By Eric (rowdy) on Monday, July 13, 2009 - 4:27 pm:    Edit Post Delete Post
I too used rv hose on my long run around the nose. It's cheap, easy to use and doesn't crush easily. I still elected to go with an inline blower, as I was finding there was still too much friction loss.

Brandon, I ran the boat this weekend with the water lines to the heater shut off and noticed a significant difference in the way the motor ran. It ran 10-15 degrees cooler. Also, I think the heater line was dropping an embolism of air into the raw water intake when the motor would start, and who knows what kind of trouble that could bring. Thanks again for the heads up.

By Todd (antoddio) on Tuesday, July 14, 2009 - 7:30 am:    Edit Post Delete Post
I didn't see any need to run around the nose for my setup, my boat must be different as I ran right up the starboard side to the heater.

How do the flexible air hoses get attached to the heater unit itself? Zip ties?

Also is there a place to buy a rocker switch that will fit right into one of the rectangular dash openings?

By Greg (silvermustang35) on Tuesday, July 14, 2009 - 8:08 am:    Edit Post Delete Post
I had to run mine around the nose unless I wanted to drill into the ski locker and then back out to the heater for my application. We put a 700lb sac in there so it would be crushed the first time we used it. My front bow seats are coolers as well so they are totally sealed. As far as attaching the hoses to the heater, yes, use the zip ties they provided but make sure your zip tie and tube is below the lip on the heater ports. If not, it will come right off. Snug down the zip ties. Also, after talking to heatercraft, they mentioned hooking the longest running hose closer to the water in lines instead of the last port. There could be a little heat loss if you have it farthest from the water lines and a long run of tube. I dont know about the rocker switch. I have heard people running a 3 position switch that just controls 2 speeds (low and high would be my guess) that matches the other switches. I put the heatercraft switch beside my cupholder on the drivers side and it turned out pretty good. Sorry about the crappy camera phone picUpload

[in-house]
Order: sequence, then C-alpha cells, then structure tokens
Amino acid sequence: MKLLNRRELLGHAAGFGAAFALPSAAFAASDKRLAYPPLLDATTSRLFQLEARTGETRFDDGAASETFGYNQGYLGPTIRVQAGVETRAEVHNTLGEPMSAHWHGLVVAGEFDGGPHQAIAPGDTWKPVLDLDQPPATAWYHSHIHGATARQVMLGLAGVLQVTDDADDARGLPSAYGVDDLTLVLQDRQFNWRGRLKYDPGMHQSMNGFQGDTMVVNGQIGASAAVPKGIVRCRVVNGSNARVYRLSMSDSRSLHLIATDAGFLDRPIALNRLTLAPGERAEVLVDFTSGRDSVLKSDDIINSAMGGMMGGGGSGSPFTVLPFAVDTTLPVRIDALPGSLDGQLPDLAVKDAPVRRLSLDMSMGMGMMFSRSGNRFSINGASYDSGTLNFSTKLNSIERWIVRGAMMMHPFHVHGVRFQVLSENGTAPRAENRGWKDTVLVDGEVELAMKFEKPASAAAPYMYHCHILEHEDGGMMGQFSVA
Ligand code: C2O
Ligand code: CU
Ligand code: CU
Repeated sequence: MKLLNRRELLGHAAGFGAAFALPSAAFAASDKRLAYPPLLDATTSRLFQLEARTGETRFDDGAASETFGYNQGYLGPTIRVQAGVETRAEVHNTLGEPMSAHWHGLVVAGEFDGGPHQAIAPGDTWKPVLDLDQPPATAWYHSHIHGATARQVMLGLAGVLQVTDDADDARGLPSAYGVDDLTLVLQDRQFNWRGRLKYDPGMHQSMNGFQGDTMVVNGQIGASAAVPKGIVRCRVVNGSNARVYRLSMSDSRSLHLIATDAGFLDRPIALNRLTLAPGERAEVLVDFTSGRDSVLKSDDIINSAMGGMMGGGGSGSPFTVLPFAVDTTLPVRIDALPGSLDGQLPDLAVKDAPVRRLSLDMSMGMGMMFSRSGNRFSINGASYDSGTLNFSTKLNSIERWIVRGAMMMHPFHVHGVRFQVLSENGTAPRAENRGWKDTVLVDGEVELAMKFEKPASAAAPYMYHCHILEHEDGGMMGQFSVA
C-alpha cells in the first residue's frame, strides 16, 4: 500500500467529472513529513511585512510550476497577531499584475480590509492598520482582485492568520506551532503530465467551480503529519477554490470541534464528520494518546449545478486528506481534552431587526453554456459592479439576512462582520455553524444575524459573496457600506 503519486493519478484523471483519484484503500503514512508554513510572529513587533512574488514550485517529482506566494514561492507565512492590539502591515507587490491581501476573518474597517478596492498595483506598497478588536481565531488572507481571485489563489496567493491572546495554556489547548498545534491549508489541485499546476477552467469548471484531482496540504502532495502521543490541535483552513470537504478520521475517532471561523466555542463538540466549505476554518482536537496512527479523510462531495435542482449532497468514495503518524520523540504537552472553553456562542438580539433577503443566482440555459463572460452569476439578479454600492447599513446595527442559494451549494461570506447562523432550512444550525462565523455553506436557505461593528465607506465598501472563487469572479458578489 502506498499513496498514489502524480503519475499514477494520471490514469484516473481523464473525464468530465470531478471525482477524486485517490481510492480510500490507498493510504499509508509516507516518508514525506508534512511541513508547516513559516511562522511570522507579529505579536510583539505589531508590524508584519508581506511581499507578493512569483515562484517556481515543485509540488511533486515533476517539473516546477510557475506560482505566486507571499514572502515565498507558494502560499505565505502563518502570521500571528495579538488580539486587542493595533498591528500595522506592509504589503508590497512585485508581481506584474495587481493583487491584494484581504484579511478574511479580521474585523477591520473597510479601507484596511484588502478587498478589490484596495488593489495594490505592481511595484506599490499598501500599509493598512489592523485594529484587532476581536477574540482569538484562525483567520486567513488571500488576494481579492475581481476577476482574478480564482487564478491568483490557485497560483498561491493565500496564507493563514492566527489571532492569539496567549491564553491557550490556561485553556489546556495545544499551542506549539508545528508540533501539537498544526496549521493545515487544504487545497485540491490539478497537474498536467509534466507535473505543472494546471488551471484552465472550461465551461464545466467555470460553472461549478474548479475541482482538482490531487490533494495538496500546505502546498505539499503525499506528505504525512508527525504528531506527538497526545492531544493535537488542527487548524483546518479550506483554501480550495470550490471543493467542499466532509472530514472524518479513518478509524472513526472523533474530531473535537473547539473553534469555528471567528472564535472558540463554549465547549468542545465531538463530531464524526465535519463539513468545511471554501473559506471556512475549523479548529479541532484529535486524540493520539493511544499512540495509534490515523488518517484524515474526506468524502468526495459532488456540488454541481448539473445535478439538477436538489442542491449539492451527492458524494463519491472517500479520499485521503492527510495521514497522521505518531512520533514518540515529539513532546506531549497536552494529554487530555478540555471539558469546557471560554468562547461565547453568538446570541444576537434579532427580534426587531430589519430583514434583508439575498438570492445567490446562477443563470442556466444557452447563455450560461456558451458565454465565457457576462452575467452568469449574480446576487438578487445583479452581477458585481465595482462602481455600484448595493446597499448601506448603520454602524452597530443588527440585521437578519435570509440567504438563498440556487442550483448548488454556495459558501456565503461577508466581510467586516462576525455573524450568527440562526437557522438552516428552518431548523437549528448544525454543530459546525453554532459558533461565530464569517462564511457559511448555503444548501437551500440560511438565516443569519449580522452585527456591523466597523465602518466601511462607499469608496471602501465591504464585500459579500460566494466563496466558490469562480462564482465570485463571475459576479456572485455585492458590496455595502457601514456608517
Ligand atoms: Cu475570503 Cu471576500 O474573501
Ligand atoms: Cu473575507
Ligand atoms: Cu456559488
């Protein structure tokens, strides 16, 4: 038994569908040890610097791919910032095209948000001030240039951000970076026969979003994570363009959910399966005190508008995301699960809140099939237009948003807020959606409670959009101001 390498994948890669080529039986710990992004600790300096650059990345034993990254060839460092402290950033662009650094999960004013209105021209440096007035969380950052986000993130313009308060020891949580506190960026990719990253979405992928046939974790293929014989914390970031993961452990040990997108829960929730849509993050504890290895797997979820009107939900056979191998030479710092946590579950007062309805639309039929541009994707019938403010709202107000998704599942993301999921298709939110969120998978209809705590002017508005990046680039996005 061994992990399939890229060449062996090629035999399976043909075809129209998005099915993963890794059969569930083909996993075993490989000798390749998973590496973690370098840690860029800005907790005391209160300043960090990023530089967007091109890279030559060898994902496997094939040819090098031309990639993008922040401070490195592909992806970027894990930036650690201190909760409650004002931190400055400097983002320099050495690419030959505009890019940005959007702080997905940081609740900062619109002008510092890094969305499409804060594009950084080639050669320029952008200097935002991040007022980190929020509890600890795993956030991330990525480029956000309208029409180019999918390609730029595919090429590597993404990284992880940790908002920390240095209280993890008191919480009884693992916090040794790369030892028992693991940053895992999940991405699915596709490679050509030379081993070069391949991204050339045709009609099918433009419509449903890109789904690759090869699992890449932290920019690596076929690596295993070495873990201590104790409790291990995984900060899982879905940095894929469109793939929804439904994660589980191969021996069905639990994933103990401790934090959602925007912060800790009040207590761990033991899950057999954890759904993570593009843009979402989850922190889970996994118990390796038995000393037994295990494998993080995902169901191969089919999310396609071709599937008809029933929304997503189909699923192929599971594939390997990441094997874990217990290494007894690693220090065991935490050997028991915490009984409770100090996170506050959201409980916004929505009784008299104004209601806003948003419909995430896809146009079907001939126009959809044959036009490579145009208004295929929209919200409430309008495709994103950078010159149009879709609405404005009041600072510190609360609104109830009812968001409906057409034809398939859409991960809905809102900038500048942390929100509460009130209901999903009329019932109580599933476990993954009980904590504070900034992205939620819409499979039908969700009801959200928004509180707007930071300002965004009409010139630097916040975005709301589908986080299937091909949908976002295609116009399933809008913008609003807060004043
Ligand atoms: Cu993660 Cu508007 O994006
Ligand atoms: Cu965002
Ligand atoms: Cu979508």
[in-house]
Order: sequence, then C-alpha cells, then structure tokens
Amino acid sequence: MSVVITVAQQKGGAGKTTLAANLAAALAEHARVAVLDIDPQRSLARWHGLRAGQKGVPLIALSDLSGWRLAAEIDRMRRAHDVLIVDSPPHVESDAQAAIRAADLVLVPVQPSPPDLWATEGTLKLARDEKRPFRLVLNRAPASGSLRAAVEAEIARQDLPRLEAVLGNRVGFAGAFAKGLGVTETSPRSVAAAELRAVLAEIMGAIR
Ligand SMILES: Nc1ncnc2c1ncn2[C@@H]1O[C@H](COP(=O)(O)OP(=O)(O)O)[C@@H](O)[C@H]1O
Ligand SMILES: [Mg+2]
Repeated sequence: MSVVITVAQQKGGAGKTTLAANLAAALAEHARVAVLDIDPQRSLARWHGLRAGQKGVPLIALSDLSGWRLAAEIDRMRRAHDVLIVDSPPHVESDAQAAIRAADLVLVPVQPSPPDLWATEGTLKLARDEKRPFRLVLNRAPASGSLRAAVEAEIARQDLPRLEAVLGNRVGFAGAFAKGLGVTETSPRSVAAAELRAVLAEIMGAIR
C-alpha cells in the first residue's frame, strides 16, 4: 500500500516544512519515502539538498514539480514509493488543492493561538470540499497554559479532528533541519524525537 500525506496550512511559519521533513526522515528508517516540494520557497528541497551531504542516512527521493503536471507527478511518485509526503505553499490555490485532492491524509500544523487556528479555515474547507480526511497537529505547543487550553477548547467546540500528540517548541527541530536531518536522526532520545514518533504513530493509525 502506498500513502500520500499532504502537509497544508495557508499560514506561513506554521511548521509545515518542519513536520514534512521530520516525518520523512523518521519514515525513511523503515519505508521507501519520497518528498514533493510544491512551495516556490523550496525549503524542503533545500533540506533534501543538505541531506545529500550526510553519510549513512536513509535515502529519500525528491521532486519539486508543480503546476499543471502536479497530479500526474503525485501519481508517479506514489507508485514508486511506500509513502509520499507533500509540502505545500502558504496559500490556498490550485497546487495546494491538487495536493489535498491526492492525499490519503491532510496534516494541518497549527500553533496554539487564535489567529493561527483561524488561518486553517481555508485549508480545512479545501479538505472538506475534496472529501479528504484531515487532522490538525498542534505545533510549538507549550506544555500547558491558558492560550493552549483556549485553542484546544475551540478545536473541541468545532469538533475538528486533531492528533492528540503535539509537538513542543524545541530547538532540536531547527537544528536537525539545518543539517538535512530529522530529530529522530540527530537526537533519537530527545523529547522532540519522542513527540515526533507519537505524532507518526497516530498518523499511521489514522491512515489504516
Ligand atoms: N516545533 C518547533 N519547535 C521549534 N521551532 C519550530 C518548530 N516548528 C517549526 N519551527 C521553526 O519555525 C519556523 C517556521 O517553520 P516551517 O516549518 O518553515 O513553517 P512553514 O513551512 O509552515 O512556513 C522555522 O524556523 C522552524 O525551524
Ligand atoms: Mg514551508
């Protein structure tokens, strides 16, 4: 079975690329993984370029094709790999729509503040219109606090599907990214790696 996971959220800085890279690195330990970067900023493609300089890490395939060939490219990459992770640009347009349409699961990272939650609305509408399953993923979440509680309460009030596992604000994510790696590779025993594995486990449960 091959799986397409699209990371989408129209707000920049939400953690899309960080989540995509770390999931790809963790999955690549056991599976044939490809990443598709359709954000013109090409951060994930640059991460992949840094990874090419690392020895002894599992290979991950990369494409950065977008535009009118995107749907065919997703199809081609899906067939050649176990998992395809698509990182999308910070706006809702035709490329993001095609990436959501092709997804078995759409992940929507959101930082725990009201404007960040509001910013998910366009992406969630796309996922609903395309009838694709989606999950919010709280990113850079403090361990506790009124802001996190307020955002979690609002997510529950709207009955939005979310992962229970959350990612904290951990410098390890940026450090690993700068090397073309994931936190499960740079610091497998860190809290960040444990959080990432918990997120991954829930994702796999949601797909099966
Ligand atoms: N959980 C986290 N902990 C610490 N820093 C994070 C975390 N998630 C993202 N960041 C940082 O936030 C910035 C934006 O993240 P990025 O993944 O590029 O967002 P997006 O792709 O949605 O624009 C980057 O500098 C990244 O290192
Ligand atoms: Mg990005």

By Eric (rowdy) on Tuesday, July 14, 2009 - 9:05 am:    Edit Post Delete Post
Todd, what kind of dash switches do you have? I put a 3 position in my dash and wired the heater to high and med. I didn't see a point to low, especially in an open air environment.
By Todd (antoddio) on Tuesday, July 14, 2009 - 9:14 am:    Edit Post Delete Post
I have the rectangular rocker switches, pretty much the standard ones I think. I have several blanks were I could put the switch.(no unused switches though) I would be more than happy with just high and medium if I could find a switch.
By Todd (antoddio) on Tuesday, July 14, 2009 - 9:21 am:    Edit Post Delete Post
Not my dash, but almost the same. Hopefully u can see


By Eric (rowdy) on Saturday, July 18, 2009 - 9:09 pm:    Edit Post Delete Post
Brandon, how's the low rpm performance of the heater when it's plumbed to that return?